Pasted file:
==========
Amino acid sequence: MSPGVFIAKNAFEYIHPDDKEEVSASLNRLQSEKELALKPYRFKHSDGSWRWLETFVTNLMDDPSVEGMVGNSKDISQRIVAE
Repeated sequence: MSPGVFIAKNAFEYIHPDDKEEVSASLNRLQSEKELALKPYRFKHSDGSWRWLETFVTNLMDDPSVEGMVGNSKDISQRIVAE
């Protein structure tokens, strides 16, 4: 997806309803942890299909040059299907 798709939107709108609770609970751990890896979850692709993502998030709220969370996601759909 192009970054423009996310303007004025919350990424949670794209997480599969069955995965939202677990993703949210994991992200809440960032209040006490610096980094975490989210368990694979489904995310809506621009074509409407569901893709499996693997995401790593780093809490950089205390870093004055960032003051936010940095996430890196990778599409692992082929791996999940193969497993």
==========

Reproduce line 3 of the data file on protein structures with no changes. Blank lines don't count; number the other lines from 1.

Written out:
């Protein structure tokens, strides 16, 4: 997806309803942890299909040059299907 798709939107709108609770609970751990890896979850692709993502998030709220969370996601759909 192009970054423009996310303007004025919350990424949670794209997480599969069955995965939202677990993703949210994991992200809440960032209040006490610096980094975490989210368990694979489904995310809506621009074509409407569901893709499996693997995401790593780093809490950089205390870093004055960032003051936010940095996430890196990778599409692992082929791996999940193969497993």